“QUOTE”KARACHI, Feb 13: The Muttahida Qaumi Movement expelled on Friday its senior leader Syed Saleem Shahzad from the party for his alleged ‘mysterious’ activities. The decision was taken at an emergency meeting of the party’s coordination committee. A statement issued from the MQM’s London secretariat said any party member found in contact with Mr Shahzad would lose his membership. A former MNA and London-based MQM leader, Anis Ahmed Advocate, resigned from the party and stated that in future he would have nothing to do with the views and actions of the MQM, the statement said. Meanwhile, the MQM directed its workers not to contact Mohammad Anwar, another senior London-based member of the coordination committee. Saleem Shahzad expelled from MQM By Our Staff Reporter February 14, 2009 http://archives.dawn.com/2009/02/14/nat3.htm   KARACHI: The Muttahida Qaumi Movement (MQM) has expelled Saleem Shahzad from its Rabita Committee on account of his personal and secret activities and contacts. Besides, MQM activists have been asked not to contact another Rabita Committee member, Muhammad Anwar, on any issue. According to a press release issued by the MQM on Friday, anyone found contacting Saleem Shahzad would be expelled from the party. Similarly, the MQM activists have been directed instead of contacting Muhammad Anwar they may contact the Rabita Committee in Karachi or the party’s international secretariat. The party took the decision on the basis of Anwar’s suspicious activities and his disinterest in the affairs of the party, the statement said. Meanwhile, MQM’s senior member and in-charge of its Labour Division Anees Ahmed Khan, advocate, has voluntarily resigned from the basic membership of the MQM, the statement said. Another MQM statement said on the grounds of serious violation of organisational discipline and involvement in activities outside the organisation, the Rabita Committee had suspended the following activists of the All Pakistan Muttahida Students Organisation (APMSO) for an indefinite period: Ejaz Qureshi and Mohsin Shahab (University of Karachi unit); and Mohsin Ahsanul Haq (NED unit). When contacted, MQM spokesman Faisal Sabazwari offered no comments, saying: “Whatever the MQM has to say in this regard, it has stated in the press release.” REFERENCE: Saleem Shahzad expelled from MQM Rabita Committee Saturday, February 14, 2009http://www.thenews.com.pk/TodaysPrintDetail.aspx?ID=20309&Cat=13&dt=2/13/2009 Blackwater and MQM’s Hallmarks on Karachi Fire – Bombings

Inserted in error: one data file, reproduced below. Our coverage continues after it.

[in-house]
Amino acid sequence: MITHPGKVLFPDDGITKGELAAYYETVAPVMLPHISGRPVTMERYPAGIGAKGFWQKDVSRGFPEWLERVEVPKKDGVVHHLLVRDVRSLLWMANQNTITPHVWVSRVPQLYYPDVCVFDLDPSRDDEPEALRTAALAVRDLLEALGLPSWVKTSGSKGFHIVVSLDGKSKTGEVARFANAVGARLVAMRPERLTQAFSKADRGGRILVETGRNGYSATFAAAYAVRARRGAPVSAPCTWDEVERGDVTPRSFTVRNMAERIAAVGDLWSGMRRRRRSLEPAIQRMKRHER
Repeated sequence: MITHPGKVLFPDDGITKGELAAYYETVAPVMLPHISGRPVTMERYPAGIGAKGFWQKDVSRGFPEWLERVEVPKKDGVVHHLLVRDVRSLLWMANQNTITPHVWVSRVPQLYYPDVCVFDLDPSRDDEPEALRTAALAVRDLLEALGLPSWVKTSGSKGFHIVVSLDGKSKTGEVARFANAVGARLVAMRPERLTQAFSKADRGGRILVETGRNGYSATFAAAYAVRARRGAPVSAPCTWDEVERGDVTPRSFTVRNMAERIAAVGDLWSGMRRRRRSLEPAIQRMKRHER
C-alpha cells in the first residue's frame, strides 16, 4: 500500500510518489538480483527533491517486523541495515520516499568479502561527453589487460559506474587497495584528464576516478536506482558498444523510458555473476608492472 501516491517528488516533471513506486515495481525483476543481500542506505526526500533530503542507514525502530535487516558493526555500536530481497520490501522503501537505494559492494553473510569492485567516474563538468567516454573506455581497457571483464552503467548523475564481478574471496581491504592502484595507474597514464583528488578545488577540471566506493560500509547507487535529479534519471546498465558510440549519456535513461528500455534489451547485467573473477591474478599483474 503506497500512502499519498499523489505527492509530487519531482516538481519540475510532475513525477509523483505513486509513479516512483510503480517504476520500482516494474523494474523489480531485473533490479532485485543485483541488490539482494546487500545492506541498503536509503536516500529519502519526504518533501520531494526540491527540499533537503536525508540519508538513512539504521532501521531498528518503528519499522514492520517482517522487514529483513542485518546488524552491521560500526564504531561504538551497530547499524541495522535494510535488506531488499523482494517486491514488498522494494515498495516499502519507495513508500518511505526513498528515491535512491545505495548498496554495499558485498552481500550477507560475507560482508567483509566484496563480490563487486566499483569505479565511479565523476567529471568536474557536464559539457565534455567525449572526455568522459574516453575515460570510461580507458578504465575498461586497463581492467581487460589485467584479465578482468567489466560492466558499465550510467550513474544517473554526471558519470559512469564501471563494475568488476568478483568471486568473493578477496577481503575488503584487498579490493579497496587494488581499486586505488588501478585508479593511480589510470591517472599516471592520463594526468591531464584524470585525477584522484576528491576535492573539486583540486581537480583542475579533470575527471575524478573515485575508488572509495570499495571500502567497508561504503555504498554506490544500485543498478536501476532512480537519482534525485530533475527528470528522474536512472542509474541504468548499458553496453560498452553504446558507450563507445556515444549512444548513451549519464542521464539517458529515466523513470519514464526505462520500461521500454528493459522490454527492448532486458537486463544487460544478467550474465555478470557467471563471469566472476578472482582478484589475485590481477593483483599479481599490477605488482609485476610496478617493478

Dr Shahid Qureshi